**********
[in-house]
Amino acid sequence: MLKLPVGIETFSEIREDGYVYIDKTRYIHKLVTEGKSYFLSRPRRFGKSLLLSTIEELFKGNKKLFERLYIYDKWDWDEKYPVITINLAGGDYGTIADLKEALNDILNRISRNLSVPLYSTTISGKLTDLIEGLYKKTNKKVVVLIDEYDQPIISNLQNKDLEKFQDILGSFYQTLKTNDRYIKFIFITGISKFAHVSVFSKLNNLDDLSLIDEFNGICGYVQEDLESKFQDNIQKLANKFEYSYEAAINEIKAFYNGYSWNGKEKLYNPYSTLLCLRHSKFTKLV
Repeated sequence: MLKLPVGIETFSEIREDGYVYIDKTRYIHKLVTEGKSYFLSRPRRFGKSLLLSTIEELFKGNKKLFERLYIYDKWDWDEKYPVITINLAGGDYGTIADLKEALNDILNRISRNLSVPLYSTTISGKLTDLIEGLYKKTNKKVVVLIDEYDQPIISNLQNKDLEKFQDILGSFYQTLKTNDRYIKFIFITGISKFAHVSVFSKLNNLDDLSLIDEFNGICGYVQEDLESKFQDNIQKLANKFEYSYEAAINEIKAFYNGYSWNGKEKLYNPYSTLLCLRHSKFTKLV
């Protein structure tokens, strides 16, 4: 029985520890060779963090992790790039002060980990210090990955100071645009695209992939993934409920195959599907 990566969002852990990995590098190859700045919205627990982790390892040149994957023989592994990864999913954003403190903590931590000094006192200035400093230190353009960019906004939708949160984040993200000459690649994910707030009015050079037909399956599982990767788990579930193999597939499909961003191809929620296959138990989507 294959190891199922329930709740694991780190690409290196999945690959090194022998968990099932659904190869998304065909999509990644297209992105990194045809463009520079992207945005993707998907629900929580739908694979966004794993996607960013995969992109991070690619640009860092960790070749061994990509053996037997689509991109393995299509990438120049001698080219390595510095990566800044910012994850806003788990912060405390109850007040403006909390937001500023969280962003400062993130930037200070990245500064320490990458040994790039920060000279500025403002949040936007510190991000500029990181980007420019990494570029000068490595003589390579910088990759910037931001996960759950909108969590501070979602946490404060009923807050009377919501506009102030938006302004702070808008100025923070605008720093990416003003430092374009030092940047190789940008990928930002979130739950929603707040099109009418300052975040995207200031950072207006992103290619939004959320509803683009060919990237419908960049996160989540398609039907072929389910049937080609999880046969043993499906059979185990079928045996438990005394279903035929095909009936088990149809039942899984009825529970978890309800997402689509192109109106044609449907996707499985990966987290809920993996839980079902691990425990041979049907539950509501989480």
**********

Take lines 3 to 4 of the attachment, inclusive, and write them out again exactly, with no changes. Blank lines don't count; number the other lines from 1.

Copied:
Repeated sequence: MLKLPVGIETFSEIREDGYVYIDKTRYIHKLVTEGKSYFLSRPRRFGKSLLLSTIEELFKGNKKLFERLYIYDKWDWDEKYPVITINLAGGDYGTIADLKEALNDILNRISRNLSVPLYSTTISGKLTDLIEGLYKKTNKKVVVLIDEYDQPIISNLQNKDLEKFQDILGSFYQTLKTNDRYIKFIFITGISKFAHVSVFSKLNNLDDLSLIDEFNGICGYVQEDLESKFQDNIQKLANKFEYSYEAAINEIKAFYNGYSWNGKEKLYNPYSTLLCLRHSKFTKLV
């Protein structure tokens, strides 16, 4: 029985520890060779963090992790790039002060980990210090990955100071645009695209992939993934409920195959599907 990566969002852990990995590098190859700045919205627990982790390892040149994957023989592994990864999913954003403190903590931590000094006192200035400093230190353009960019906004939708949160984040993200000459690649994910707030009015050079037909399956599982990767788990579930193999597939499909961003191809929620296959138990989507 294959190891199922329930709740694991780190690409290196999945690959090194022998968990099932659904190869998304065909999509990644297209992105990194045809463009520079992207945005993707998907629900929580739908694979966004794993996607960013995969992109991070690619640009860092960790070749061994990509053996037997689509991109393995299509990438120049001698080219390595510095990566800044910012994850806003788990912060405390109850007040403006909390937001500023969280962003400062993130930037200070990245500064320490990458040994790039920060000279500025403002949040936007510190991000500029990181980007420019990494570029000068490595003589390579910088990759910037931001996960759950909108969590501070979602946490404060009923807050009377919501506009102030938006302004702070808008100025923070605008720093990416003003430092374009030092940047190789940008990928930002979130739950929603707040099109009418300052975040995207200031950072207006992103290619939004959320509803683009060919990237419908960049996160989540398609039907072929389910049937080609999880046969043993499906059979185990079928045996438990005394279903035929095909009936088990149809039942899984009825529970978890309800997402689509192109109106044609449907996707499985990966987290809920993996839980079902691990425990041979049907539950509501989480």